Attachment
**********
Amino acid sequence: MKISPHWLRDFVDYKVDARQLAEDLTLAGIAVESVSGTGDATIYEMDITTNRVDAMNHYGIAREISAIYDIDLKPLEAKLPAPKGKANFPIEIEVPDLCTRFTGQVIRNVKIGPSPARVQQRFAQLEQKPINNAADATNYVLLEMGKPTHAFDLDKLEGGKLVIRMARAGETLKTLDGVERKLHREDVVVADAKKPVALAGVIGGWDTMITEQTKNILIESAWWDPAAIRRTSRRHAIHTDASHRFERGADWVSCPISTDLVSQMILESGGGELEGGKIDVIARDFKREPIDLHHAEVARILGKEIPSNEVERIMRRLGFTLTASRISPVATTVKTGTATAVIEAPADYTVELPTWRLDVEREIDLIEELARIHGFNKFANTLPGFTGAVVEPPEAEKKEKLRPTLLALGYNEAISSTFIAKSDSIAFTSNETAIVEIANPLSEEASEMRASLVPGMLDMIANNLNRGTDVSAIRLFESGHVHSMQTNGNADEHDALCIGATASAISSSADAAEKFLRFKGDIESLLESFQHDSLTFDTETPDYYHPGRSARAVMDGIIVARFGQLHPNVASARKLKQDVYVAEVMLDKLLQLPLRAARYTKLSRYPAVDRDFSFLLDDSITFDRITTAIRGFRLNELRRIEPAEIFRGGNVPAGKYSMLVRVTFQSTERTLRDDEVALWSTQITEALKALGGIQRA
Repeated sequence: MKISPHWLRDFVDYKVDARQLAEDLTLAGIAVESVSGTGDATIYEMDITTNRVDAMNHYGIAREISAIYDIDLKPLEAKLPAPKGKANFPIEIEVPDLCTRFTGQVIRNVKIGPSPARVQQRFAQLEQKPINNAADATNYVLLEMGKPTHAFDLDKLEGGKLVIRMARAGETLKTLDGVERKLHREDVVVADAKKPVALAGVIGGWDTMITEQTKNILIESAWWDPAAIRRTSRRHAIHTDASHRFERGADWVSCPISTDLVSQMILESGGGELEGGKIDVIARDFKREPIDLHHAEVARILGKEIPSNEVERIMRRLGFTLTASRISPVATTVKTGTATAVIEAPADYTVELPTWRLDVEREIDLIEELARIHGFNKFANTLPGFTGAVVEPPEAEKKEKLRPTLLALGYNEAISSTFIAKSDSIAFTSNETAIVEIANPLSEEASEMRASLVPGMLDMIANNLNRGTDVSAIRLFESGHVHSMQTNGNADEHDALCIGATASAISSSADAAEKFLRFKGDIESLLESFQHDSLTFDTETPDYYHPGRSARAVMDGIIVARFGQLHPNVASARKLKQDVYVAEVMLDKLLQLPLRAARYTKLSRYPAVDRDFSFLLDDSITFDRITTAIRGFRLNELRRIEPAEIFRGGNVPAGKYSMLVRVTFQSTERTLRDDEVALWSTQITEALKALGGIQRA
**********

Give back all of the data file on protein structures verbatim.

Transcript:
Amino acid sequence: MKISPHWLRDFVDYKVDARQLAEDLTLAGIAVESVSGTGDATIYEMDITTNRVDAMNHYGIAREISAIYDIDLKPLEAKLPAPKGKANFPIEIEVPDLCTRFTGQVIRNVKIGPSPARVQQRFAQLEQKPINNAADATNYVLLEMGKPTHAFDLDKLEGGKLVIRMARAGETLKTLDGVERKLHREDVVVADAKKPVALAGVIGGWDTMITEQTKNILIESAWWDPAAIRRTSRRHAIHTDASHRFERGADWVSCPISTDLVSQMILESGGGELEGGKIDVIARDFKREPIDLHHAEVARILGKEIPSNEVERIMRRLGFTLTASRISPVATTVKTGTATAVIEAPADYTVELPTWRLDVEREIDLIEELARIHGFNKFANTLPGFTGAVVEPPEAEKKEKLRPTLLALGYNEAISSTFIAKSDSIAFTSNETAIVEIANPLSEEASEMRASLVPGMLDMIANNLNRGTDVSAIRLFESGHVHSMQTNGNADEHDALCIGATASAISSSADAAEKFLRFKGDIESLLESFQHDSLTFDTETPDYYHPGRSARAVMDGIIVARFGQLHPNVASARKLKQDVYVAEVMLDKLLQLPLRAARYTKLSRYPAVDRDFSFLLDDSITFDRITTAIRGFRLNELRRIEPAEIFRGGNVPAGKYSMLVRVTFQSTERTLRDDEVALWSTQITEALKALGGIQRA
Repeated sequence: MKISPHWLRDFVDYKVDARQLAEDLTLAGIAVESVSGTGDATIYEMDITTNRVDAMNHYGIAREISAIYDIDLKPLEAKLPAPKGKANFPIEIEVPDLCTRFTGQVIRNVKIGPSPARVQQRFAQLEQKPINNAADATNYVLLEMGKPTHAFDLDKLEGGKLVIRMARAGETLKTLDGVERKLHREDVVVADAKKPVALAGVIGGWDTMITEQTKNILIESAWWDPAAIRRTSRRHAIHTDASHRFERGADWVSCPISTDLVSQMILESGGGELEGGKIDVIARDFKREPIDLHHAEVARILGKEIPSNEVERIMRRLGFTLTASRISPVATTVKTGTATAVIEAPADYTVELPTWRLDVEREIDLIEELARIHGFNKFANTLPGFTGAVVEPPEAEKKEKLRPTLLALGYNEAISSTFIAKSDSIAFTSNETAIVEIANPLSEEASEMRASLVPGMLDMIANNLNRGTDVSAIRLFESGHVHSMQTNGNADEHDALCIGATASAISSSADAAEKFLRFKGDIESLLESFQHDSLTFDTETPDYYHPGRSARAVMDGIIVARFGQLHPNVASARKLKQDVYVAEVMLDKLLQLPLRAARYTKLSRYPAVDRDFSFLLDDSITFDRITTAIRGFRLNELRRIEPAEIFRGGNVPAGKYSMLVRVTFQSTERTLRDDEVALWSTQITEALKALGGIQRA